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Tossing The Anti-Bush Playbook Tossing The Anti-Bush Playbook

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POLITISCOPE

Tossing The Anti-Bush Playbook

DGA Director Says His Party Is Taking A Different Path In Gubernatorial Elections

Have Democrats dropped George W. Bush as a campaign bogeyman in 2010?

Only time will tell. But in New Jersey this fall, in a gubernatorial race where they could easily revive the effective strategy -- against a former Bush appointee -- some Democrats seem unwilling to do so.

 

During The Hotline's "Road to 2010" forum this morning on the gubernatorial landscape, Nathan Daschle, the executive director of the Democratic Governors Association, ticked off a solid list of reasons why Republican Chris Christie will ultimately lose to incumbent Jon Corzine (D), despite the Republican's current lead in the polls.

If the Bush brand is rehabilitated sufficiently by 2011, Republicans just might convince his brother Jeb to run for president.

"[Christie] is flawed, fundamentally flawed, for the state," said Daschle, the son of former Senate Majority Leader Tom Daschle (D-S.D.). "He's got no vision. When you ask him for specifics, he has none. When you ask him where he's going to cut the budget, he doesn't know. His positions on social issues are outside the mainstream. And we don't need to get into the string of ethical lapses, because I think everyone here knows about those issues. So, head to head, I feel very good about where we are."

 

But one name never crossed Daschle's lips: George Bush. Or, for that matter, Karl Rove, with whom Christie discussed his plans to run for governor while he was serving as a Bush appointee in the U.S. Attorney's Office. Federal authorities last week declined to investigate whether Christie violated the law in doing so. But does that mean Democrats, in a state Bush lost twice, should also drop the strategy of linking him to Christie?

Daschle seems to think so. "I think it's effective as an indication of where [Christie] stands on issues," said Daschle. "But in the end, I think we have enough to talk about that would put our candidate over the top."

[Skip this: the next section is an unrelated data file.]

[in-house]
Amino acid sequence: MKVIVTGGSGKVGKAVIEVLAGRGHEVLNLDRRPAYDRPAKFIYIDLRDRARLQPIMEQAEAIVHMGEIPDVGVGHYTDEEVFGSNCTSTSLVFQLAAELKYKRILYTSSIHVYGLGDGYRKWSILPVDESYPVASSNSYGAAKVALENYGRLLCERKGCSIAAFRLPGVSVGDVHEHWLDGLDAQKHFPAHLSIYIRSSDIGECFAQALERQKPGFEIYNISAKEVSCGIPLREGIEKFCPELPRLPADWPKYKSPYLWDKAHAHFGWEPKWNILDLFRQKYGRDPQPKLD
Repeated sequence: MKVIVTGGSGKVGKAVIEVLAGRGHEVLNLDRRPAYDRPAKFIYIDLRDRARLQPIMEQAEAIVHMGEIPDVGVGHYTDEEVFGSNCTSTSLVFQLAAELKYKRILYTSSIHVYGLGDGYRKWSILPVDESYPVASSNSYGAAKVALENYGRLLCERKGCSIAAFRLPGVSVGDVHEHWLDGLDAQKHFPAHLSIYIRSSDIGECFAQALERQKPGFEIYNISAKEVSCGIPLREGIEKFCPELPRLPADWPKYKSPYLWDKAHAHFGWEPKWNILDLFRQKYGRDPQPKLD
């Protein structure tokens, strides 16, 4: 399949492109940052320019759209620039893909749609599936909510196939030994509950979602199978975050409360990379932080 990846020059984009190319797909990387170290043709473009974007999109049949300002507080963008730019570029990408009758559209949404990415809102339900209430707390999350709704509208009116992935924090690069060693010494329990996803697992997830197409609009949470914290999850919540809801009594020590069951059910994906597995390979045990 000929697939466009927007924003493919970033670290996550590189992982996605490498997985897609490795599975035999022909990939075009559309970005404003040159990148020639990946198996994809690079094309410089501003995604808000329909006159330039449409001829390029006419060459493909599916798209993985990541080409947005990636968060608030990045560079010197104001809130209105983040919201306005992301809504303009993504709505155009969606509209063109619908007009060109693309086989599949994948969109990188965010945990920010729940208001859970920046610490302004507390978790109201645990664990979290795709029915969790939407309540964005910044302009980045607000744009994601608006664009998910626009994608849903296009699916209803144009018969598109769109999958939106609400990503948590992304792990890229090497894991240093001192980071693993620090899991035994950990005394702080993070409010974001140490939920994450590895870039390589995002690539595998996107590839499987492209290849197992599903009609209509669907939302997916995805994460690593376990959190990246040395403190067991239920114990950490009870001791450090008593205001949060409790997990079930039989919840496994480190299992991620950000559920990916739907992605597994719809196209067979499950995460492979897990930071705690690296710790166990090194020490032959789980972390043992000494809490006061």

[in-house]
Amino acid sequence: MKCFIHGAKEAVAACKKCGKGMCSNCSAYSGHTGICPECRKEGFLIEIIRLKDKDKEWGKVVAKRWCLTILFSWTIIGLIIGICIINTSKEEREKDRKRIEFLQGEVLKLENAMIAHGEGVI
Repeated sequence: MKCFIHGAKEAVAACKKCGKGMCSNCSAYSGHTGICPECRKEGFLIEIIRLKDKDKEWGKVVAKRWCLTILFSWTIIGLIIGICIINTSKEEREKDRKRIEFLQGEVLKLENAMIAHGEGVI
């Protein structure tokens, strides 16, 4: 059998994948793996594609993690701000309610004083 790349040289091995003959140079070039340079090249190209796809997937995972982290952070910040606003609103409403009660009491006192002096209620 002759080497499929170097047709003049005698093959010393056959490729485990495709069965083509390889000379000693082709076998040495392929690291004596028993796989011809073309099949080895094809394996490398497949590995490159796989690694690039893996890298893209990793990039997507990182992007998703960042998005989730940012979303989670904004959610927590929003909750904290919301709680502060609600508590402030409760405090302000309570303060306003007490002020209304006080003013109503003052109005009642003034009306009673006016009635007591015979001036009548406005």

A Democratic decision to throw away the anti-Bush playbook could have ripple effects outside of New Jersey. While former Bush Chief of Staff Andy Card recently opted to forgo a Senate bid in Massachusetts, other Bush appointees are planning to seek office in 2010. Former Bush budget director and trade representative Rob Portman (R) is competitive in the Ohio Senate race, while Tom Foley (R), a Bush ambassador to Ireland, is running for Senate in Connecticut.

And who knows? If the Bush brand is rehabilitated sufficiently by 2011, Republicans just might convince his brother Jeb to run for president.

 

Here are some other highlights from The Hotline's "Road to 2010" forum:

Rising Stars: Republican Governors Association executive director Nick Ayers listed Milwaukee County Executive Scott Walker (R) in Wisconsin and Harvard Pilgrim Health Care CEO Charlie Baker (R) in Massachusetts, among others, as the GOP's up-and-coming gubernatorial candidates. "Charlie's gonna be a star," he said. Daschle mentioned Alex Sink in Florida, Diane Denish in New Mexico and Creigh Deeds in Virginia.

Recruiting: Daschle acknowledged that Baker was a GOP recruiting success for Republicans in Massachusetts, but he said Republicans have fallen short in New York. "If [former Rep.] Rick Lazio is the Republican nominee, then that's a big failure for Republicans," he said. For his part, Ayers said Democrats scored well in Georgia when they recruited former Gov. Roy Barnes (D) to run in 2010. But Ayers, who ran Sonny Perdue's successful campaign against Barnes in 2002, remained confident. "It made my day when I learned I get to defeat Roy Barnes again," he said. He added that the Democrats' biggest recruiting failures were actually their incumbents. "If I were a Democrat, I'd spend more time getting my incumbents not to run again," he said, predicting that Massachusetts Gov. Deval Patrick (D) will be "Jon Corzine 2.0."

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